Heritage Action's frequent, principled clashes with the Washington Establishment made headlines this week. The Wall Street Journal (sub. req'd) framed it this way:
Behind much of the lobbying group's heft are two tectonic shifts in American politics: conservative activists' growing distrust of GOP leaders and the technological innovations that allow well-organized groups and individual politicians to connect directly with pockets of supporters and donors.
"Influence is being dispersed," said Heritage Action Chief Executive Mike Needham. "The reason we're controversial is that people don't like change."
Heritage Action says it has 61,000 donors but doesn't disclose sources of its funding. It raised $5.9 million in 2012, according to figures provided by the group, a significant uptick from 2011 but still a sliver of the $82 million its parent organization raised. A number of prominent conservatives sit on the Heritage Foundation board, including billionaires Steve Forbes and Richard Mellon Scaife.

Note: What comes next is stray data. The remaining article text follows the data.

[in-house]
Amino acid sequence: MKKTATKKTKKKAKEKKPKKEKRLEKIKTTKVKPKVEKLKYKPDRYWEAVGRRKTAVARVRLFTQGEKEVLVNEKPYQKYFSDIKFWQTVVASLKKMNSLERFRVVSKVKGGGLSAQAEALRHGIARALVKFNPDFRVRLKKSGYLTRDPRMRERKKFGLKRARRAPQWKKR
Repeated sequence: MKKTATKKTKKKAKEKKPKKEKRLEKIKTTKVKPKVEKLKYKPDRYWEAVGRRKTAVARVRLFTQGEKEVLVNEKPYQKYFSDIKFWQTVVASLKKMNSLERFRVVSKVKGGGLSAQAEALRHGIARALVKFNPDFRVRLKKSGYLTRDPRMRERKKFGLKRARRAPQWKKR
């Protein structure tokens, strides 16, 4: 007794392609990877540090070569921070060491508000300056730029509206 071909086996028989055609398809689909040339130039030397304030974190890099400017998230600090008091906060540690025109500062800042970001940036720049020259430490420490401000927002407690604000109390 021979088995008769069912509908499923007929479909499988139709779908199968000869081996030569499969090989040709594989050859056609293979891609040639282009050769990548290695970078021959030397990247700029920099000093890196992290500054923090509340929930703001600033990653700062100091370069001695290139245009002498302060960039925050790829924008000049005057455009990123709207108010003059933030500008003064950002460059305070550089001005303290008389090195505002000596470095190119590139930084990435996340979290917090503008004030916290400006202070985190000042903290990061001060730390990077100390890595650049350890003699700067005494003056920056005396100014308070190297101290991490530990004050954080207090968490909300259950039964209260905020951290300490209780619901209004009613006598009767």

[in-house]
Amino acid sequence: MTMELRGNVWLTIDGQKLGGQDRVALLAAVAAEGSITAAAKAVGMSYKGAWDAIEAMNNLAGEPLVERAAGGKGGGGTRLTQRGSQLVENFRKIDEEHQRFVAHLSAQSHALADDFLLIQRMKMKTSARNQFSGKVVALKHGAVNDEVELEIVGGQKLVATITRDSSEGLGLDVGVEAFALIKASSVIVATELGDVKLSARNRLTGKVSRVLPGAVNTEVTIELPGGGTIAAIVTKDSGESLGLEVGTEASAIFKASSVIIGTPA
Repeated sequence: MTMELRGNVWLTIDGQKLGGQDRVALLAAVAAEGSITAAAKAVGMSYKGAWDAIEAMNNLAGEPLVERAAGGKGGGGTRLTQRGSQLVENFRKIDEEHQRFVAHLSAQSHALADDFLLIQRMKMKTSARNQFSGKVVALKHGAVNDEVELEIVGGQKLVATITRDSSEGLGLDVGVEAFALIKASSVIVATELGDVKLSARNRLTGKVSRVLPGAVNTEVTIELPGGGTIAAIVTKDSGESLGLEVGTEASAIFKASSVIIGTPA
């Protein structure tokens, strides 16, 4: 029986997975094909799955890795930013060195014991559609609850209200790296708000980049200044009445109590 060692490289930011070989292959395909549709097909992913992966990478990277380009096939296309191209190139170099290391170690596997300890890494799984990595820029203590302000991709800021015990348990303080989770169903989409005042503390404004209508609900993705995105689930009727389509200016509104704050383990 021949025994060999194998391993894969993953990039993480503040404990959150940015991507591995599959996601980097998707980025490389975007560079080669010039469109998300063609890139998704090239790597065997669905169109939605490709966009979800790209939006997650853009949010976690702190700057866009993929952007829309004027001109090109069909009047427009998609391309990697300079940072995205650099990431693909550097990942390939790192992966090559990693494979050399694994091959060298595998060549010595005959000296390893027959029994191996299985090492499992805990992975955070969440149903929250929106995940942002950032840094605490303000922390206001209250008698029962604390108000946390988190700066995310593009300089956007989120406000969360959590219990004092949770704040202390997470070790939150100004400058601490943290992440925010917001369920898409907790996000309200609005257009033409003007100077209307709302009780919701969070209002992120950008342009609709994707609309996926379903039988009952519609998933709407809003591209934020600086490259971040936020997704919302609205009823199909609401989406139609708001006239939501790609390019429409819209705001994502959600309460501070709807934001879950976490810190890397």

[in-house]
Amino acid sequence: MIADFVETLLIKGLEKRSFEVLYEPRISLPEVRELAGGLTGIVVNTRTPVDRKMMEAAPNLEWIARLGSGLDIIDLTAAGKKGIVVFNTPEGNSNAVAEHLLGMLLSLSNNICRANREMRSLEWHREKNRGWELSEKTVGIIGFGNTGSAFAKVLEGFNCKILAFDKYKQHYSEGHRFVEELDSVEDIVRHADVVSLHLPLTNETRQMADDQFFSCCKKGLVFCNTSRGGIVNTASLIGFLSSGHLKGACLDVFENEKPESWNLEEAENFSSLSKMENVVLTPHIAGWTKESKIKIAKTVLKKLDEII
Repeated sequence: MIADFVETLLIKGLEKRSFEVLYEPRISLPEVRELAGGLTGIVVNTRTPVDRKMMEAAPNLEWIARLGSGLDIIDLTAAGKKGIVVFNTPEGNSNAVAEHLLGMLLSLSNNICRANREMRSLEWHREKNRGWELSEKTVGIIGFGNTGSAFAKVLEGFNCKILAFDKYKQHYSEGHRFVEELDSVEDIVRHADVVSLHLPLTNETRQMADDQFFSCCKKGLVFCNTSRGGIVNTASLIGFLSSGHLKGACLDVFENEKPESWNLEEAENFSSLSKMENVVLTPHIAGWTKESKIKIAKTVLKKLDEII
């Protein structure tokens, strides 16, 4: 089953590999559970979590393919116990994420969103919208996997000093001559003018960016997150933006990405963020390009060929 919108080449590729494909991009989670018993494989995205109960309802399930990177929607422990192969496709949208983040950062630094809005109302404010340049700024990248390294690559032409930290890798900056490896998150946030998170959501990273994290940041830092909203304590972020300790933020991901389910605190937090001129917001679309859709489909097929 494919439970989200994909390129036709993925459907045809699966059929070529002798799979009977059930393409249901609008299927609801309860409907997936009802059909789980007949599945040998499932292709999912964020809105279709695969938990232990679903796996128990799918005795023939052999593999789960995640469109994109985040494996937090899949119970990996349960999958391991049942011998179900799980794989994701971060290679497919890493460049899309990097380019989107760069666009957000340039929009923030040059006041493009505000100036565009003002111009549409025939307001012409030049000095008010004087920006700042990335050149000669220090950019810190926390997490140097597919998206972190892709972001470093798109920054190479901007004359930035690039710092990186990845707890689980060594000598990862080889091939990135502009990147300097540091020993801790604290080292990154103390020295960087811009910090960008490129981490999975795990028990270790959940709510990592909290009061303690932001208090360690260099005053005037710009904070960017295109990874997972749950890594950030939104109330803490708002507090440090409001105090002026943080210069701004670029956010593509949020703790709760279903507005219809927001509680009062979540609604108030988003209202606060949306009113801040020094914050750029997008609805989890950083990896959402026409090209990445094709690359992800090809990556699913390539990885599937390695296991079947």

This isn't the first time [The Heritage Foundation] has sparred with GOP leaders. It was born in 1973 in part to counter what its founders viewed as then-President Richard Nixon's drift to the political center, and it notably clashed with Republicans during last decade's enactment of the Medicare prescription-drug benefit.
Mr. Needham, however, sees his group as an extension of the Heritage Foundation's legacy of challenging orthodoxy.
"There's a huge swath of the American people who feel totally unrepresented in Washington, and you have two political parties that are equally part of the problem," Mr. Needham said. "We need to have a political party that steps up and says, 'Look, it's true, the fix is in in Washington and it might be difficult, but we're going to be the party for you.'"